Woodland Park Zoo, Seattle
Today the football team from my new home plays the team from my old home for the big trophy. In honor of the occasion, I offer one of my favorite Denver photos and one of my favorite Seattle photos.
First, Spar, taken at Regis University in the 5280 last April.
We’ve pointed you in the past toward Amethyst Arsenic, one of our favorite online literary and arts journals, and the Winter 2014 iteration is now posted.
This edition features fiction from Victor Infante, art by Jill Christian, a few music reviews (Nathan Payne, Found Audio, PowerSlut) and poetry from Maggie Blake, Ned Dougherty, Lo Galluccio, Jason Gordon, Amanda Nowakowski, Chad Parenteau, Caitlin Scarano, Theadora Siranian, Dante Di Stefano and Meg Tuite, to name a few. I haven’t worked my way through the whole issue yet, but I was instantly taken by Suad Ali’s “Shamal Season,” which captures a moment in the existence of a poor servant in the employ of a sheikh. In doing so, it appeals to the senses in artfully illustrating the gulf between those at the top and the bottom of the food chain. Read more
Tasty coppery ale with crisp pumpkin, cinnamon, nutmeg high notes and rich malt body. Read more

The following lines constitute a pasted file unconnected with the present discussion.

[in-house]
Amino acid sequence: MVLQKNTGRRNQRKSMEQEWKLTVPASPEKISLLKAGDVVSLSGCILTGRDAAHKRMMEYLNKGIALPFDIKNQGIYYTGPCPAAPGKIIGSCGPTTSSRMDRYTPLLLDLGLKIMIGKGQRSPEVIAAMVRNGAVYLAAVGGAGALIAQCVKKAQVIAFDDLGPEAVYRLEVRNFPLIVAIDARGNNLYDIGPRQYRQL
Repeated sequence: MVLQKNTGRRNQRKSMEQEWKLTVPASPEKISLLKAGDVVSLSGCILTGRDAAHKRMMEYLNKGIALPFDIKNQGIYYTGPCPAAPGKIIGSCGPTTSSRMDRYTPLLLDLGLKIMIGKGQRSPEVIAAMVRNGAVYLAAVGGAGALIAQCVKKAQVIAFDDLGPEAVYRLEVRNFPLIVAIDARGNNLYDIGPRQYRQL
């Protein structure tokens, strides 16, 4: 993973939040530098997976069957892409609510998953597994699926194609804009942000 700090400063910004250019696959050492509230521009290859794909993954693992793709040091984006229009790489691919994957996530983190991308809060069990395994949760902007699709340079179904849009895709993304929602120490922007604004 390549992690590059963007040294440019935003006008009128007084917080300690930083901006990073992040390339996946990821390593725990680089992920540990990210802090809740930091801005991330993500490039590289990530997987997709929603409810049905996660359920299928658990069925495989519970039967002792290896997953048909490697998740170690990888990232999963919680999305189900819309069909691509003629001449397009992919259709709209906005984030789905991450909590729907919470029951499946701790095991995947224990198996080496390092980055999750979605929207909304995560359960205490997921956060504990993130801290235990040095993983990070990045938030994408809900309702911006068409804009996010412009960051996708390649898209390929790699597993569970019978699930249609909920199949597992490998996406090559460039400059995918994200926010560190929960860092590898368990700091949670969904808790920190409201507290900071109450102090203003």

When my marriage fell apart in 2010 I quickly realized just how much of my social life was tied to my wife’s friends and family. I had friends of my own, of course, but most were married with families, or they lived way the hell out in the ‘burbs. Very few were of the “let’s go grab a quick beer” variety, so the result was that I spent a lot of time alone.
Let me amend that. I spent all of my time alone. And given the upheaval that divorce represents, not just in your routine, but in your soul and in your psyche, it’s probably safe to say that I have never felt quite so totally alone in life. Her family had become my family, and all of a sudden my family was taken from me. No family. No tribe. No community.
In some respects alone was helpful. I needed to reconnect with the guy I had lost over several years of dysfunctional marriage, and time with my thoughts was important. But I’m a social person and I needed human contact, too.
Then I stumbled into something. I’m a huge Chelsea FC fan and I started looking around for a place to watch the games. Some were on cable, but a) not all, and b) that channel wasn’t in HD. A bit of snooping online revealed that the British Bulldog carried Chelsea matches and was only seven blocks away from my new apartment.
I pulled on my strip, biked down the hill, and walked in…to a sea of blue. I believe it might have been the FA Cup semis, and the place was packed with Chelsea supporters. So packed it was all I could to find a place to sit and order breakfast.
I didn’t know it yet, but I had just found some community.
I sought out the leader of the operation, Peter Wohelski, got signed up on the Facebook page, and began meeting other members. And over the coming weeks and months, as I became more integrated into things, the Rocky Mountain Blues became more than a group of people to watch the games with. Many of them became friends. People I could talk to. People I could grab lunch or a beer with. People whose importance in my life went well past game day.